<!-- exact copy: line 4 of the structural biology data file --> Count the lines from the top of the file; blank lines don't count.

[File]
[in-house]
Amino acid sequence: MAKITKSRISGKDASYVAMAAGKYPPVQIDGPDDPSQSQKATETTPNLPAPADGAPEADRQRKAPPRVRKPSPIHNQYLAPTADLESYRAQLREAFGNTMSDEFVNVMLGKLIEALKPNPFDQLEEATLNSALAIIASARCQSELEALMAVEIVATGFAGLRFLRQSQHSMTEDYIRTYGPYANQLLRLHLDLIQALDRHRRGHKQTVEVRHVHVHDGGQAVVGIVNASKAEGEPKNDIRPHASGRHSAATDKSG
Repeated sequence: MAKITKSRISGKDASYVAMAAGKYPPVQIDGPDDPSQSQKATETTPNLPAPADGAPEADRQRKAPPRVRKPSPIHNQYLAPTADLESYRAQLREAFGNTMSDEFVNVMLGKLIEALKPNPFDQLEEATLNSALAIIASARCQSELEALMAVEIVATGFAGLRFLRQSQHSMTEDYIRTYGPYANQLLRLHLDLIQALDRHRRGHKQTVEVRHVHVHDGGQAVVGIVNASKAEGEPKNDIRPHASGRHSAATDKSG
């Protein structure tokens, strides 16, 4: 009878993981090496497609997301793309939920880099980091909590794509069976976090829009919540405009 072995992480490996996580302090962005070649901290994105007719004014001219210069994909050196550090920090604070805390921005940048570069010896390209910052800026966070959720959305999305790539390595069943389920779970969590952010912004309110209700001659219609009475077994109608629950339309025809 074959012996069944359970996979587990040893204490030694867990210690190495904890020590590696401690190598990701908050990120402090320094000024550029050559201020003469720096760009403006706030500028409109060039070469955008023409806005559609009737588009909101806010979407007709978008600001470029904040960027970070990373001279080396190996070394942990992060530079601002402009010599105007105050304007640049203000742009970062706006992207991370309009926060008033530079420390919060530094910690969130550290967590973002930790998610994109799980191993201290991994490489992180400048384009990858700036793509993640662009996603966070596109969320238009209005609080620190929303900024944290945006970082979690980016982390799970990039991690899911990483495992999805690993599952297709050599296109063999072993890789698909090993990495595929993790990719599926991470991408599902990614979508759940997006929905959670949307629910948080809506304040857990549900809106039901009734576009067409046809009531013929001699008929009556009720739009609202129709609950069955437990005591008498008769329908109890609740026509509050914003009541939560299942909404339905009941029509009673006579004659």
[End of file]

């Protein structure tokens, strides 16, 4: 009878993981090496497609997301793309939920880099980091909590794509069976976090829009919540405009 072995992480490996996580302090962005070649901290994105007719004014001219210069994909050196550090920090604070805390921005940048570069010896390209910052800026966070959720959305999305790539390595069943389920779970969590952010912004309110209700001659219609009475077994109608629950339309025809 074959012996069944359970996979587990040893204490030694867990210690190495904890020590590696401690190598990701908050990120402090320094000024550029050559201020003469720096760009403006706030500028409109060039070469955008023409806005559609009737588009909101806010979407007709978008600001470029904040960027970070990373001279080396190996070394942990992060530079601002402009010599105007105050304007640049203000742009970062706006992207991370309009926060008033530079420390919060530094910690969130550290967590973002930790998610994109799980191993201290991994490489992180400048384009990858700036793509993640662009996603966070596109969320238009209005609080620190929303900024944290945006970082979690980016982390799970990039991690899911990483495992999805690993599952297709050599296109063999072993890789698909090993990495595929993790990719599926991470991408599902990614979508759940997006929905959670949307629910948080809506304040857990549900809106039901009734576009067409046809009531013929001699008929009556009720739009609202129709609950069955437990005591008498008769329908109890609740026509509050914003009541939560299942909404339905009941029509009673006579004659």